U.S. mortgage aid funds moving slowly

Money only now going to community groups

must be committed by August 27

December 31, 2009|By Jamie Smith Hopkins | jamie.smith.hopkins@baltsun.com

The foreclosure crisis might be fast-moving, but the wheels of government - not so much.

A year and a half after Congress earmarked $3.9 billion to combat the effects of empty bank-owned properties on neighborhoods, Baltimore's share of the money is just now being made available to groups that will do the actual acquiring and rehabbing. As was the case for cities and states across the nation, it took months before Baltimore got federal approval for its $5.8 million share of Neighborhood Stabilization Program funding. And it took months after that for the city to set up the framework for its effort, pick nonprofits that can handle foreclosure renovation and get contracts with those groups OK'd.

Baltimore's experience is by no means unusual. Though defaults and foreclosures continue to mount, only 26 percent of the stabilization money has been obligated by government agencies across the country.

"Many grantees are just now finalizing their game plan," said Craig Nickerson, president of the National Community Stabilization Trust, a Washington nonprofit formed to help connect those groups to the foreclosures held by banks. Just getting geared up "as the crisis keeps morphing is a daunting challenge," he added.

Paul T. Graziano, the city's housing commissioner, thinks that's particularly true of communities choosing to acquire and rehab, rather than spend money on less complicated stabilization efforts such as down payment assistance to home buyers getting foreclosures.

"It's a new program for everybody. Everybody's kind of experimenting with it," he said. "I think we'll see a surge of activity here and nationally over the next several months."

The federal money comes with what the U.S. Department of Housing and Urban Development calls an ambitious timetable: All money must be obligated no later than 18 months after it was granted to government agencies. For Baltimore, that's an Aug. 27 deadline. Obligated isn't the same as spent, but it will require that the rehabbing groups at least be under contract to buy all the properties they intend to fix up.

Steve Janes, assistant commissioner of research at Baltimore's housing agency, said that shouldn't be a problem. "Now that we're finally getting out of the gate, we'll get out pretty fast," he said.

Some communities that were faster out of the gate have found it much more difficult to buy foreclosures than they anticipated, in part because they're competing with real estate investors for deals. But St. Ambrose Housing Aid Center, which is getting close to $1.7 million in neighborhood-stabilization money, said investor activity seems to have slowed locally.

"People are discovering it's not easy," said Lisa R. Evans, deputy director of St. Ambrose, a Baltimore nonprofit that has been rehabbing foreclosures for years.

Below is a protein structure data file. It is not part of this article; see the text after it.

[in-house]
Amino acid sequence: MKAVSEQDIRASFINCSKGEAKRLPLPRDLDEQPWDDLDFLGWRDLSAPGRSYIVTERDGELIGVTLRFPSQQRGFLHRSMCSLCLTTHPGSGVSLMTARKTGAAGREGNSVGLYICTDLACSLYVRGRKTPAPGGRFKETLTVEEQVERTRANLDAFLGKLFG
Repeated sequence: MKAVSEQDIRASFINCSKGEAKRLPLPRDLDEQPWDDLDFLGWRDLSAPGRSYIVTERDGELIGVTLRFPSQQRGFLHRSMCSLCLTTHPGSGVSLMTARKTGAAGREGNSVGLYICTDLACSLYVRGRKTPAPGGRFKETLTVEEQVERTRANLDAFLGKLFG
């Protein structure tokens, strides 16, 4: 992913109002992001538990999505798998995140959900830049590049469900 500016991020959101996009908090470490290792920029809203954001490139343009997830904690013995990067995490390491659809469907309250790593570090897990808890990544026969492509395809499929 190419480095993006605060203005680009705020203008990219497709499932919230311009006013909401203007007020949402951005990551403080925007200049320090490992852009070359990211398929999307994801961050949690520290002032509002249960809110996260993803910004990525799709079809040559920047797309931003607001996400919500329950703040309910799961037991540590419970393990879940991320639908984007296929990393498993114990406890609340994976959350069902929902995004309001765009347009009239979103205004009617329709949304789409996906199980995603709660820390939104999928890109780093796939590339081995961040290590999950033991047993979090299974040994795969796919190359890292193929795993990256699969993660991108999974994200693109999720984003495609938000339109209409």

There's no shortage of bank-owned properties in Baltimore, she added. And that's the really big stabilization challenge: The federal funding can't do more than melt the tip of the foreclosure-crisis iceberg.

Janes said the city's share should allow 80 units to be acquired and renovated, which includes the city's expectation that any homes rehabbed for resale will put some money back into the pot for more rehabbing work once buyers are found. But more than 2,700 Baltimore properties were sold at foreclosure auctions in 2009, according to the Circuit Court for Baltimore City.

On top of that are any homes that lenders took back at auction last year and haven't sold yet, and the hundreds more that are earlier in the foreclosure process. Lenders started foreclosure proceedings on about 1,800 properties during the summer, nearly two-and-a-half times as many as the previous summer.

And this is in a city that hasn't been hit as keenly as communities in big housing-bust states - California, Florida and Nevada in particular - or economically distressed parts of the upper Midwest. In a single city in a six-month period - Chicago in the first half of 2008 - the auction value of homes being taken back by lenders was nearly $1 billion, according to an analysis by the Chicago-based Woodstock Institute. Chicago's share of stabilization dollars: $55 million.

"We're doing what we can with the money we do have," said Molly Sullivan, a spokeswoman for Chicago's Department of Community Development. The city has spent $1.7 million acquiring 88 units and has its eye on hundreds more.

Baltimore's strategy is to focus its stabilization money on a handful of neighborhoods with a "reasonably viable housing market" but a lot of foreclosures, places that run the risk of rapid deterioration. Habitat for Humanity of the Chesapeake, which is getting about $1 million, expects to work in small parts of eastern and southern Baltimore. St. Ambrose will rehab homes in neighborhoods it has been working in for years, including Belair-Edison and Waverly.

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